Social Media Best Practices

  • Do not check in places or post that you are out of town—and yes, that includes vacation. I know your desire to share is high, but you can post all the cool, fun pictures after you return home.
  • Set your privacy settings to the highest level. Never accept friend requests from people you don’t know. Periodically check for changes in the platform’s privacy policy. They do change, and they don’t necessarily alert you.
  • Set unique and complex passwords for every site you log in to.
  • Don’t put any personal identifying information in your profile or on posts like your birthday, education, or interests. Reveal very little about your life.

Other Safeguards

  • Shred all mail.
  • Open a P.O. Box and have your Amazon Prime deliveries and other packages sent there.
  • Enable Private Browsing when surfing the internet. This is a setting you’ll find on every major web browser. Or do it anonymously by using a web proxy, Virtual Private Network (VPN) or Tor. These will hide your IP address while you are on the internet.
  • Pay for things—especially prepping supplies—in cash.

Smartphone Use

There are nearly one million cell phone towers and microsites that your phone when turned on, pings about every seven seconds sending information of your phone’s location within 50 feet. Lock your phone, use the password and fingerprint protection. Don’t keep, save or search anything on your phone you don’t want other people to see or know about.

As long as you keep a smartphone and use the internet, your data—at least some of it—is going to be collected. Just be smart about it.

A shelf of canned goods

Use standard shelving to hide preps in plain sight.

Hiding in Plain Sight

Cameras are everywhere these days, so keep things hidden as much as possible. The last roof contractor I had made his estimate using a drone. What could he see? Nothing but hail damage, some patio furniture and a barbeque grill, because I keep the important things hidden. Keep your preps in places wandering eyes can’t see—under the bed in totes, in boxes in closets covered in clothes, in the garage or in the basement on shelves disguised as extra pantry storage. This method is especially useful if you jar or can yourself.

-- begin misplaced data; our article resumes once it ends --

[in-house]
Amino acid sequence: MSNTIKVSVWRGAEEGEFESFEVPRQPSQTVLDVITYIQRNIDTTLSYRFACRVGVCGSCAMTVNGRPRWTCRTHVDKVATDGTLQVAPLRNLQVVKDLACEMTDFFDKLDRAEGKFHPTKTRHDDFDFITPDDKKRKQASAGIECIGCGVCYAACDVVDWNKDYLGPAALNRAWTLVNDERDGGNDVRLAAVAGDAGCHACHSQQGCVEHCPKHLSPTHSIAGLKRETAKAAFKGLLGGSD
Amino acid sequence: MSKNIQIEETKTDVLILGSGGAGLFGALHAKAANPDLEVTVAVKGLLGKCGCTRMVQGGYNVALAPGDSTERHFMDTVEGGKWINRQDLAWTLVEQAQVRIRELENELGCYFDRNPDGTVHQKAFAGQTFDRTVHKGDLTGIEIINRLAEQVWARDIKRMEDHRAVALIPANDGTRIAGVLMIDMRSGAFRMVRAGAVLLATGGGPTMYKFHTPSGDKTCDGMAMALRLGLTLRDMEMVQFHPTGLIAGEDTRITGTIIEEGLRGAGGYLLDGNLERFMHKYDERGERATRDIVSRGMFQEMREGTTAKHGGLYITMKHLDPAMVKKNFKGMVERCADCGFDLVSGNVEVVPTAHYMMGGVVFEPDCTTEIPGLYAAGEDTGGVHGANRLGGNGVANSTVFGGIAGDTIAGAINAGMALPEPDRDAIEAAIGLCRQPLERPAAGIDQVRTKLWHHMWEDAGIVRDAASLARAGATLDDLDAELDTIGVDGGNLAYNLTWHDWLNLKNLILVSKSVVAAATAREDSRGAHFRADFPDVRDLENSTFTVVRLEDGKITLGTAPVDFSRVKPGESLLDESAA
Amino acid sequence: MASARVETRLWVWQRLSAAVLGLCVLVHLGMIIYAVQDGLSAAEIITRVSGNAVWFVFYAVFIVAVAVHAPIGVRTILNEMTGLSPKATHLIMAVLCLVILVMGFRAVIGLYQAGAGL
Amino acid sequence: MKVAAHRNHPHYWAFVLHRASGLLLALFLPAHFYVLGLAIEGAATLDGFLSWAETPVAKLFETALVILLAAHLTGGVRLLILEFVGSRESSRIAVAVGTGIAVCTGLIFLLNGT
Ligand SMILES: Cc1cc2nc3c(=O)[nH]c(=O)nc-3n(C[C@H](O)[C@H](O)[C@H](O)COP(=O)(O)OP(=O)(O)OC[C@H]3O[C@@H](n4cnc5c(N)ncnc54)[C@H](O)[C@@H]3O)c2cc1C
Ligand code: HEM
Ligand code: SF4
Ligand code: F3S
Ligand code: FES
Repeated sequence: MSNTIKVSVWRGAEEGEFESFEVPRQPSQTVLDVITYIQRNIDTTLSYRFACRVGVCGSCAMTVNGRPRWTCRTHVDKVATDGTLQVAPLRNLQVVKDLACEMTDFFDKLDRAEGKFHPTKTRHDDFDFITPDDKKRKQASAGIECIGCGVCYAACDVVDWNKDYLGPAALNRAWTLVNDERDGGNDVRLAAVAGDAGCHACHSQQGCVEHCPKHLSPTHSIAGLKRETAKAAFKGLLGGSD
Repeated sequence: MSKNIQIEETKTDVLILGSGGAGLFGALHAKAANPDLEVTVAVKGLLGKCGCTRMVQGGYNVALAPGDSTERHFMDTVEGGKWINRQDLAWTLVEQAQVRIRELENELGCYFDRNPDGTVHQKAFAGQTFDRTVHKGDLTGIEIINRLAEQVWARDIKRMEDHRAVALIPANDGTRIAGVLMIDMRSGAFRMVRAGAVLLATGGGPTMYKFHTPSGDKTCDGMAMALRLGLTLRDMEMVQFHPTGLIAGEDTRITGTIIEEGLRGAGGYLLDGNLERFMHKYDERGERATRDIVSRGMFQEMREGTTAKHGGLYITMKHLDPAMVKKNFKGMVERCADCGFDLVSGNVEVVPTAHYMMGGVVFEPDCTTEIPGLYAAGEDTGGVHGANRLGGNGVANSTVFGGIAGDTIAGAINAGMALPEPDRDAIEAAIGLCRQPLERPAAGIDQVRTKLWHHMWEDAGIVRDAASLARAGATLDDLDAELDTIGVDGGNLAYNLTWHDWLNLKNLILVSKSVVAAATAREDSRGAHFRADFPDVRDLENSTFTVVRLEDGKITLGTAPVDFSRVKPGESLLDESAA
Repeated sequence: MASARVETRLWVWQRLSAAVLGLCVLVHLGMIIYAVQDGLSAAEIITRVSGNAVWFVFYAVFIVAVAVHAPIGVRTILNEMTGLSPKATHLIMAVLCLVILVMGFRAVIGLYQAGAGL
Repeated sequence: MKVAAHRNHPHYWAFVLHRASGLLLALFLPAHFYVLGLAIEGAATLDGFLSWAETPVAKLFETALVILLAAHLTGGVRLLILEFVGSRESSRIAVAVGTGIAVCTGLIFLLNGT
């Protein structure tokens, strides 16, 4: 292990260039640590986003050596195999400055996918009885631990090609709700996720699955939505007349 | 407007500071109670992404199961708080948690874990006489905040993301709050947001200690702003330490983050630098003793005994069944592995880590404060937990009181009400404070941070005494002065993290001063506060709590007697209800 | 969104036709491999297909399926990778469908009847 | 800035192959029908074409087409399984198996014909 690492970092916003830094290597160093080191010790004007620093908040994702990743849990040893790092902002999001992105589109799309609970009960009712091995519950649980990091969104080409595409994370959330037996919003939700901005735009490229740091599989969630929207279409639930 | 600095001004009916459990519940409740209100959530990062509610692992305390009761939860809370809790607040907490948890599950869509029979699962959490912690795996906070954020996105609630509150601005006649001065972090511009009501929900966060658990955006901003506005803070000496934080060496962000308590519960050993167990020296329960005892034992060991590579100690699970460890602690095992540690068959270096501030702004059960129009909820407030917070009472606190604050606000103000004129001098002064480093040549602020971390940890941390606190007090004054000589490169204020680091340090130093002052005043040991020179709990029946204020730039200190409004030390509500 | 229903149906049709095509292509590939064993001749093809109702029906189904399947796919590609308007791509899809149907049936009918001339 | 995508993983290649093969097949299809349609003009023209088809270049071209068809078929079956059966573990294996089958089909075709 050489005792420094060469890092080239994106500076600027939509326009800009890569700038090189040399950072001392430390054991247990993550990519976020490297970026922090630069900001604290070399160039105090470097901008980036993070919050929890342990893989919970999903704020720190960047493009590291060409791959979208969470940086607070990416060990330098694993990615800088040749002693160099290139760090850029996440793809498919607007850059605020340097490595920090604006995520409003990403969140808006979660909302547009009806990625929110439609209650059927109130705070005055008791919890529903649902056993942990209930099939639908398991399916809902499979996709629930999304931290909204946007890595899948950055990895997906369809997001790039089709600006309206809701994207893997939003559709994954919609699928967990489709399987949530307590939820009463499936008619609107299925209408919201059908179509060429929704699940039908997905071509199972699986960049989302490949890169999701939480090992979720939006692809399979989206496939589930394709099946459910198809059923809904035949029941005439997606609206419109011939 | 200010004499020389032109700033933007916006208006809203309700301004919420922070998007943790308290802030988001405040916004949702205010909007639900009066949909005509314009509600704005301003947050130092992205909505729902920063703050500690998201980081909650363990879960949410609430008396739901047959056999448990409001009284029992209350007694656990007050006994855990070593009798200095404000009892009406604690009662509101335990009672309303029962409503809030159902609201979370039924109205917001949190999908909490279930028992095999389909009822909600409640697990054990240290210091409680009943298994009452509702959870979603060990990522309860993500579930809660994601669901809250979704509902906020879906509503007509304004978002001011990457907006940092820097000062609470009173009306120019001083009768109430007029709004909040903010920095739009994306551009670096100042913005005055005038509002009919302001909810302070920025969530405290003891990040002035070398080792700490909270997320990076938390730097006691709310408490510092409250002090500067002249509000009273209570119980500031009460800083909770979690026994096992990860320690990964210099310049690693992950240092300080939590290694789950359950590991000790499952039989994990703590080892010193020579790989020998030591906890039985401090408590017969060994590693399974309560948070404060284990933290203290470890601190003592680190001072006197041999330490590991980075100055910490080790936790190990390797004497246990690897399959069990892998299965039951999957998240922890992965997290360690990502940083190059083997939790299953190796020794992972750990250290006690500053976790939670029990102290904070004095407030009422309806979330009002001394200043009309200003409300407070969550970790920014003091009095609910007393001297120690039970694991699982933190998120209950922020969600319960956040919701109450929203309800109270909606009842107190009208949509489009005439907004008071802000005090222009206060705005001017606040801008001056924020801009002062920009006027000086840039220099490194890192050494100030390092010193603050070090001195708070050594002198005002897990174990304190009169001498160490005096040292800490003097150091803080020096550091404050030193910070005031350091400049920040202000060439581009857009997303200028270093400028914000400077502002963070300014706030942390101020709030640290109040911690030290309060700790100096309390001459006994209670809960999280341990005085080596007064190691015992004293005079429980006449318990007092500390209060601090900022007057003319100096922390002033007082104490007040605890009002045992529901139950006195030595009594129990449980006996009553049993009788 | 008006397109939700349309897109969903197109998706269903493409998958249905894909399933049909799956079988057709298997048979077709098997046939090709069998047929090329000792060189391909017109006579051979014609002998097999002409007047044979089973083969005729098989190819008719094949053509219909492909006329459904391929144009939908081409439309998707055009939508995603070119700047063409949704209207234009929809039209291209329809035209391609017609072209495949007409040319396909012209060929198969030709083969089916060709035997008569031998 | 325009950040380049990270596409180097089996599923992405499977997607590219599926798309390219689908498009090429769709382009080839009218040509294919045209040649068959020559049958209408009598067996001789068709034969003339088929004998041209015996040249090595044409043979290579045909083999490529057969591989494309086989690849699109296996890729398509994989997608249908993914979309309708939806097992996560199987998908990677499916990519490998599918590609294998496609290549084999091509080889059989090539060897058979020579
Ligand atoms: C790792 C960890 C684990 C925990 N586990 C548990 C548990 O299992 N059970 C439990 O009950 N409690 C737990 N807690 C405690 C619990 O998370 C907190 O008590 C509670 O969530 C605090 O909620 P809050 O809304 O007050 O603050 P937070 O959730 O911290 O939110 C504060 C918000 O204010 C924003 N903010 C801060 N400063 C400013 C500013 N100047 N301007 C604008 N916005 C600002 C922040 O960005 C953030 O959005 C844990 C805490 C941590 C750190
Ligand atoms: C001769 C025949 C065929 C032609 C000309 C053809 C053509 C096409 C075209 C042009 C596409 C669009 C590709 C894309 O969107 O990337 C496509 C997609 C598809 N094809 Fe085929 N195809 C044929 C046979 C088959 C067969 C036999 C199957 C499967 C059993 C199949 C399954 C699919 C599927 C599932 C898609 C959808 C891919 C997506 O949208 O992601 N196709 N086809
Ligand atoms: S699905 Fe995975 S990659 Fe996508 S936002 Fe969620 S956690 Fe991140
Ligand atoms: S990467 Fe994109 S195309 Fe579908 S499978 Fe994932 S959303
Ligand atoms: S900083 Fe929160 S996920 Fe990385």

Don’t draw attention. Have good cover stories for large projects—rainwater troughs because your conserving water and need to take care of your garden as eco-conscience as possible. You’re having solar installed because your tired of paying the electric company oodles of money and want to reduce your carbon footprint… wink wink. Most projects come with a good excuse.

Keep silent about your preps, your weapons and your bug-out location. Keep all information and plans on a need-to-know basis only. If you must share or want to educate others about the importance of prepping, talk about your natural disaster emergency kit. It is easy for me to bring it up to others because of the severe storms and tornados we experience in North Texas. It benefits us all to have everyone on their own ready for a disaster.

Protecting your privacy doesn’t mean you won’t help your neighbor, it just means you’re putting preventions in place to avoid a possibly dangerous situation if people get desperate.

How are you keeping your preparations private? Share your tips and tricks in the comment section.